Recently I started studying Magnetics and I came across a statement in my book which confused me.It read:

Magnetic force is frame dependent, Electric force is frame dependent but lorentz force is frame independent

I can understand magnetic force being frame dependent as it is a velocity dependent force and velocity depends on the frame from which it is measured.However, I can't understand why electric force is frame dependent.Does frame dependent here mean that in a non inertial frame of reference or a moving inertial frame, the electric force becomes magnetic force as charge which is at rest moves with respect to this frame?

Also, Lorentz force being frame independent makes me think that some components that arise due to shifting frame of reference, cancel each other out making the resultant lorentz force same.However, I am not able to get the complete picture.

Can anyone give me the reason for this without using complex mathematics/theory of relativity? What's the intuition behind this?

  • $\begingroup$ The correct way to approach the question, "why is the electric field frame dependent", is to ask yourself, "is it frame independent?". If you cannot prove the latter (or give a counter-example where it is frame dependent) then in general the first question is answered. $\endgroup$
    – Lelouch
    Jul 7, 2020 at 10:20
  • $\begingroup$ As to the reason behind the invariance of the Lorentz force, you would need to explicitly show it using Lorentz transformation for a force and other tensors/pseudotensors. I don't think there is an intuitive way to get to this. $\endgroup$
    – Lelouch
    Jul 7, 2020 at 10:22
  • 2
    $\begingroup$ Which book ? The Lorentz force 3-vector is frame dependent while the Lorentz force 4-vector is also frame dependent. In what sense your book states that the Lorentz force 3-vector is frame independent ??? This is incorrect. $\endgroup$
    – Frobenius
    Jul 7, 2020 at 12:52
  • 1
    $\begingroup$ Vectors like force are certainly not Lorentz invariants. $\endgroup$
    – ProfRob
    Jul 7, 2020 at 18:30

2 Answers 2


The Lorentz force 3-vector is only frame independent under a Galilean transformation. For instance, suppose you translate into a new frame moving at $\mathbf{V}_{o}$ relative to the original frame, then the transformed vectors would be: $$ \begin{align} \mathbf{E}' & = \mathbf{E} + \mathbf{V}_{o} \times \mathbf{B} \tag{0a} \\ \mathbf{B}' & = \mathbf{B} \tag{0b} \\ \mathbf{v}' & = \mathbf{v} - \mathbf{V}_{o} \tag{0c} \end{align} $$ If we then put these into the Lorentz force we find: $$ \begin{align} \mathbf{F}' & = q \left[ \mathbf{E}' + \mathbf{v}' \times \mathbf{B}' \right] \tag{1a} \\ & = q \left[ \left( \mathbf{E} + \mathbf{V}_{o} \times \mathbf{B} \right) + \left( \mathbf{v} - \mathbf{V}_{o} \right) \times \mathbf{B} \right] \tag{1b} \\ & = q \left[ \mathbf{E} + \mathbf{v} \times \mathbf{B} \right] \tag{1c} \end{align} $$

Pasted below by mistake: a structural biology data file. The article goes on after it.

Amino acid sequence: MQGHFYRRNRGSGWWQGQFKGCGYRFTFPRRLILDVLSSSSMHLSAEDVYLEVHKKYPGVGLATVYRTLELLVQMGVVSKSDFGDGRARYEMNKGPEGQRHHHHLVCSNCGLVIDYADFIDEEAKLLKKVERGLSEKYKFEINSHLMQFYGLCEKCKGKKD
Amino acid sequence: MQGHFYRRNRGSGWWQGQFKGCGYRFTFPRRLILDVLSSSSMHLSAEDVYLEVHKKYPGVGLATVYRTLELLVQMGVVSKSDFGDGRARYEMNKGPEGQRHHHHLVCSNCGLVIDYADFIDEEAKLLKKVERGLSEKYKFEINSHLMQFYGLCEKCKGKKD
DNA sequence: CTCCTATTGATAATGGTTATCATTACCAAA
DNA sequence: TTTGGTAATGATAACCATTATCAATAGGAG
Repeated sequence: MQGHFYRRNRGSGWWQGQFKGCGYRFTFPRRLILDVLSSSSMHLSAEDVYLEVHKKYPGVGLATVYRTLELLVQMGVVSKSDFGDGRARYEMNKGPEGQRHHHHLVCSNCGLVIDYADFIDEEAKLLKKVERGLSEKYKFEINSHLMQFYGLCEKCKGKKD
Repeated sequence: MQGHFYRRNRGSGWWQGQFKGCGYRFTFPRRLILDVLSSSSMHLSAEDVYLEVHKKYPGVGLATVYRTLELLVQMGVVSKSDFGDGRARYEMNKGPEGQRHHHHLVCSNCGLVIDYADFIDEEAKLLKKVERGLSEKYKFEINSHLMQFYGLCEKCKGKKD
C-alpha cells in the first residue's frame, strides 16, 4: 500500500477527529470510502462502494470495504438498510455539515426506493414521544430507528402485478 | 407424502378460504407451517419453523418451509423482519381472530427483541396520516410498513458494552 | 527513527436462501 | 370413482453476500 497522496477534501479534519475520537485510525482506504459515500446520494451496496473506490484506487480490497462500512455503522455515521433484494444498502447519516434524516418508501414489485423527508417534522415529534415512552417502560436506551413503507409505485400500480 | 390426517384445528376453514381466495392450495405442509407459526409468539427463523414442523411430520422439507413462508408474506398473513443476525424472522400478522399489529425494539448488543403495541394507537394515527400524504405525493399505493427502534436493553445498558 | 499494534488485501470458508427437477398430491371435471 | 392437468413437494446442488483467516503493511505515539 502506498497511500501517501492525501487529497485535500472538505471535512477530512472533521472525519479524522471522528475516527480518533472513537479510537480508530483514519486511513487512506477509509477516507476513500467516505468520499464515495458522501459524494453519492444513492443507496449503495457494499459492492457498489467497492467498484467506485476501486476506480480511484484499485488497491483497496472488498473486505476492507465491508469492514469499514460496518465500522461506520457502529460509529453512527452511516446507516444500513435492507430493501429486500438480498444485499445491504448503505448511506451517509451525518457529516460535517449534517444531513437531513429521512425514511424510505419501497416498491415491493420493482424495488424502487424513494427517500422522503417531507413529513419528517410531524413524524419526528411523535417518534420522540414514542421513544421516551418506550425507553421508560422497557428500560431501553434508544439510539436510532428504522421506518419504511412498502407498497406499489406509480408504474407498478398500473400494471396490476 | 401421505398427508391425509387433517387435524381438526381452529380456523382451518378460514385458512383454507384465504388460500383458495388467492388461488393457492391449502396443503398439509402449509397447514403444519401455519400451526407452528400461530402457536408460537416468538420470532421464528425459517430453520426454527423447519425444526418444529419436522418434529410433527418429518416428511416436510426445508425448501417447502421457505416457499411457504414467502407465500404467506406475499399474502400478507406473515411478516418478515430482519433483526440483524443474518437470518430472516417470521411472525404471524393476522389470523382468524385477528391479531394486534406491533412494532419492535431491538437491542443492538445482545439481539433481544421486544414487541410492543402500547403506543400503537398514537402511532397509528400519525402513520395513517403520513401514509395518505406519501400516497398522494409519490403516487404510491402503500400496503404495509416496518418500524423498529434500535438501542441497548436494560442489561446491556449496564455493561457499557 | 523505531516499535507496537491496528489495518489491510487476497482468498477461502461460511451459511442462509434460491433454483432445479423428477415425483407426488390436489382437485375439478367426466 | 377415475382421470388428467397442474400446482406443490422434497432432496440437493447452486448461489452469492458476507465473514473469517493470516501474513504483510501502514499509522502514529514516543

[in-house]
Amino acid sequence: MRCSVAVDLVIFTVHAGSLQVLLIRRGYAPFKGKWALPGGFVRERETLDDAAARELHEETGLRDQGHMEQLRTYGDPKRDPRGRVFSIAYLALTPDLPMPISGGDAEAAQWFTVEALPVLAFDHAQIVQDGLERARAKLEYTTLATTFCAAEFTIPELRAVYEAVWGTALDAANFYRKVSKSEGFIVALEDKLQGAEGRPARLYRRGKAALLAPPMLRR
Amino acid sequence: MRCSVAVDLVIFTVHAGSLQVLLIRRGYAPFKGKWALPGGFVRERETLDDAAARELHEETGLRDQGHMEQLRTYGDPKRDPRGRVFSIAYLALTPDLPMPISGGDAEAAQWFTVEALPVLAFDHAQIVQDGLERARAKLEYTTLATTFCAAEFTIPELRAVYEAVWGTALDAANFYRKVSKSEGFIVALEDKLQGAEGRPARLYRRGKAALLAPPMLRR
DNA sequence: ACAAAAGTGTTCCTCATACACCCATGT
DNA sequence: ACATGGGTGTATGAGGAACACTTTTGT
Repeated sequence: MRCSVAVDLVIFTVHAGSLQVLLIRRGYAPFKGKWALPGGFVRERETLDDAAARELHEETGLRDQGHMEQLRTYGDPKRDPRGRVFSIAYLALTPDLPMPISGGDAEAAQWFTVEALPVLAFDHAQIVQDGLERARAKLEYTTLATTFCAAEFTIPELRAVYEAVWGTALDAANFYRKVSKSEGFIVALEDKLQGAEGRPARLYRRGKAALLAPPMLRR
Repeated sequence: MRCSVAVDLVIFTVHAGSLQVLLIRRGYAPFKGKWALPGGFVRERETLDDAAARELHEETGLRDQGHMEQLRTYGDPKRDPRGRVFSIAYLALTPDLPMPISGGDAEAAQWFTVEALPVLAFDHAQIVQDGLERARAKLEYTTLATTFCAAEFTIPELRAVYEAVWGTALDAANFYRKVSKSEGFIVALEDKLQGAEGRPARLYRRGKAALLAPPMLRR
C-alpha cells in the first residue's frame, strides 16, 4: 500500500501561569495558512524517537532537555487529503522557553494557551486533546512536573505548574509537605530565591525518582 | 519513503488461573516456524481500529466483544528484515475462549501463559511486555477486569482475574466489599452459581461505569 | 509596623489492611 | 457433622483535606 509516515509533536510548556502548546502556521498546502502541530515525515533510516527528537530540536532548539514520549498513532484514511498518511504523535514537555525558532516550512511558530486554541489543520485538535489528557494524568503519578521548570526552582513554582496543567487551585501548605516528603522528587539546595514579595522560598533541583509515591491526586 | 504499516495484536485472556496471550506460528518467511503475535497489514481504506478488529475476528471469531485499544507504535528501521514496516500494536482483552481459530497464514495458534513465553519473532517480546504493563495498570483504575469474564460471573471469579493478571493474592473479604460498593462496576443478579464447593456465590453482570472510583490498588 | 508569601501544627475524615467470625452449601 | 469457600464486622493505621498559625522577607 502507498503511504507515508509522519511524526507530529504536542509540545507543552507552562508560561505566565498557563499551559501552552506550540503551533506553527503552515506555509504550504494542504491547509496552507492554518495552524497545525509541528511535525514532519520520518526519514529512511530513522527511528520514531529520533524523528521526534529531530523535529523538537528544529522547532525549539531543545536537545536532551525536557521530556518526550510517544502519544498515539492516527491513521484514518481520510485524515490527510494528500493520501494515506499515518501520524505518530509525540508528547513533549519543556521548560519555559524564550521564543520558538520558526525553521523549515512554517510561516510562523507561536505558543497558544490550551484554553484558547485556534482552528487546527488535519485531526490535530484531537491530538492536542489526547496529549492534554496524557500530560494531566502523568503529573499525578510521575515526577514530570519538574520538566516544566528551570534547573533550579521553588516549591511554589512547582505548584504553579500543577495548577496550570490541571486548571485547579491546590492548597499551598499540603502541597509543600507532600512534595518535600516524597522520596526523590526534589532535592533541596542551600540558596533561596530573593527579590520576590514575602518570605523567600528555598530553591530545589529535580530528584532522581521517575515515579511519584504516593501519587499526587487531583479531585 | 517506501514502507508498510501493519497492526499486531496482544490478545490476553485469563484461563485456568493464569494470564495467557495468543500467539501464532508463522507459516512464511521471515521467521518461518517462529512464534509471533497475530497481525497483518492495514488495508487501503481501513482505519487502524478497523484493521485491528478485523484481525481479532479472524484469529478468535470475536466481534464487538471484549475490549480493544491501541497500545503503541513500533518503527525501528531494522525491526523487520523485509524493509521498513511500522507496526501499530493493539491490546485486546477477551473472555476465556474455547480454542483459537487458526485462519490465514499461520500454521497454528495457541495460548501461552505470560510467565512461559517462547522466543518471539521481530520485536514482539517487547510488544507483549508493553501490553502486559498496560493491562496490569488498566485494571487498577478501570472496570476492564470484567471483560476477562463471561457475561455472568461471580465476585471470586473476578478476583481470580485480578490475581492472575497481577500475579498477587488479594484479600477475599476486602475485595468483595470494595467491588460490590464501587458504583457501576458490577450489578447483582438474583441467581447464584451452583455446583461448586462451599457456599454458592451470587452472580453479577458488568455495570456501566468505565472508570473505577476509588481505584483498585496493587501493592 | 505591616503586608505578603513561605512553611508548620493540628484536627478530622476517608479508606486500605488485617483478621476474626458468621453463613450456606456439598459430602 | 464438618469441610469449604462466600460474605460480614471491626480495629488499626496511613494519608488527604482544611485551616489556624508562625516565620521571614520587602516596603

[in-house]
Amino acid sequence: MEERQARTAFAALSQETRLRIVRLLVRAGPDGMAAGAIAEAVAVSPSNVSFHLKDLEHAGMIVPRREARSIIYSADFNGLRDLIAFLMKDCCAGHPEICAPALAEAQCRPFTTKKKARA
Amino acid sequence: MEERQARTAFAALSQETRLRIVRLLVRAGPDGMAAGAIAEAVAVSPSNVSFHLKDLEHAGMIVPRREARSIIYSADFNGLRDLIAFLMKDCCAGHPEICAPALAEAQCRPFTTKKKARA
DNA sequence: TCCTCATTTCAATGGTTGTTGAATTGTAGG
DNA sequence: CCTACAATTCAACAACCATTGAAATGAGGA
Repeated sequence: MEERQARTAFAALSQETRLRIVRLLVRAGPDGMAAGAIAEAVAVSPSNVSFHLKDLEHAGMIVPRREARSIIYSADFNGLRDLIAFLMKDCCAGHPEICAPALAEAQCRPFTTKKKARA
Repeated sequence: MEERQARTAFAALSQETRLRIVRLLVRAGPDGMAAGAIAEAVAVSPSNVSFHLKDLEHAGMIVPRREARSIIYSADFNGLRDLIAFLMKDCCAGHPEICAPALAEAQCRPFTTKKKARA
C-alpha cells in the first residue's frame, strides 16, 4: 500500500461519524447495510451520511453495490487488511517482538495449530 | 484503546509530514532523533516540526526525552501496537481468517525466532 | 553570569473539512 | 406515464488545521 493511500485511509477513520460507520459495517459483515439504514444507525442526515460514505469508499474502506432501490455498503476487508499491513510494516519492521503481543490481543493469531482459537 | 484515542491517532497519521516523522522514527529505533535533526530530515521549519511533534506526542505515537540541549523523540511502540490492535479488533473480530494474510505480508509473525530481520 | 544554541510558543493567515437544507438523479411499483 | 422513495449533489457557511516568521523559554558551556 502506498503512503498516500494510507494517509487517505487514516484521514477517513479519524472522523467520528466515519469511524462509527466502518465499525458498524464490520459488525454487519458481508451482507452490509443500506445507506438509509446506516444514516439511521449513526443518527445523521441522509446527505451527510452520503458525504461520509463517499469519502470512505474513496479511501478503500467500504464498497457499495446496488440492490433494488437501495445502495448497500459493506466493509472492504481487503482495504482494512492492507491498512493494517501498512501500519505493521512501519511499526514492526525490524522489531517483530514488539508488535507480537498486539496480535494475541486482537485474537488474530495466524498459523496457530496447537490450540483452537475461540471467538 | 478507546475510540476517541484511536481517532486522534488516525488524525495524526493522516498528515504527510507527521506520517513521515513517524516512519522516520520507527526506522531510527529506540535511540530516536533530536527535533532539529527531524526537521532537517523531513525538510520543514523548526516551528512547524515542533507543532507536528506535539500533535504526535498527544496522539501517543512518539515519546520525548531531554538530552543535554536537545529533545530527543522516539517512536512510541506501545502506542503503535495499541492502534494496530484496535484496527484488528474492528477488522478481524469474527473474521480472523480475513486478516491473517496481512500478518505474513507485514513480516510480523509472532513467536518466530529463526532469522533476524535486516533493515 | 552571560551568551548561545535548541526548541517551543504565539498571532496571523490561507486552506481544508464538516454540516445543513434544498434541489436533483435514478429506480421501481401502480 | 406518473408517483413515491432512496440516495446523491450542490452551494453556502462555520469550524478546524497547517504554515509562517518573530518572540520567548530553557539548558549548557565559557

Under a proper Lorentz transformation, the Lorentz force 3-vector and 4-vector is not frame independent. The electric and magnetic field (in cgs units now) 3-vectors transform as: $$ \begin{align} \mathbf{E}' & = \gamma \left( \mathbf{E} + \frac{ \mathbf{V}_{o} }{ c } \times \mathbf{B} \right) - \frac{ \gamma^{2} }{ \gamma + 1 } \frac{ \mathbf{V}_{o} }{ c } \left( \frac{ \mathbf{V}_{o} }{ c } \cdot \mathbf{E} \right) \tag{2a} \\ \mathbf{B}' & = \gamma \left( \mathbf{B} - \frac{ \mathbf{V}_{o} }{ c } \times \mathbf{E} \right) - \frac{ \gamma^{2} }{ \gamma + 1 } \frac{ \mathbf{V}_{o} }{ c } \left( \frac{ \mathbf{V}_{o} }{ c } \cdot \mathbf{B} \right) \tag{2b} \end{align} $$ while the 3-vector velocity transforms according to the addition of velocities and $\gamma$ is the Lorentz factor. One can see that Equations 2a and 2b reduce to 0a and 0b in the limit $V_{o} \ll c$ because $\gamma \rightarrow 1$ and the 2nd term in Equations 2a and 2b are 2nd order in $\tfrac{ V_{o} }{ c }$. The $\tfrac{ \mathbf{V}_{o} }{ c } \times \mathbf{E}$ drops out when you convert back to SI units because $B \rightarrow c \ B$ thus there is a factor of $\tfrac{ V_{o} }{ c^{2} }$ in that term.


The laws that govern electromagnetic phenomena are not invariant under Galilean Transformation, they are instead invariant under Lorentz transformation.

Once this has been established we can tackle your question: Magnetic fields and electric fields (and so also magnetic force and electric force) are indeed frame dependent if you change frame of reference using Lorentz's transformation. However the combine effect of electric and magnetic fields (so also the Lorentz's Force) is not frame dependent under Lorentz Transformation. This is the reason why we like to talk about electromagnetic fields, and not electric and magnetic fields separately.

Question now is: why we use Lorentz transformation instead of standard Galilean Transformation? Well, as I mentioned above the laws of electromagnetism are not invariant under Galilean transformation; this means that we incur in problems if we don't accept to use Lorentz Transformation. For example: the laws of electromagnetism predict that the speed of light should be constant in every reference frame, but this is obviously absurd under Galilean transformation.


Your Answer

By clicking “Post Your Answer”, you agree to our terms of service and acknowledge you have read our privacy policy.

Not the answer you're looking for? Browse other questions tagged or ask your own question.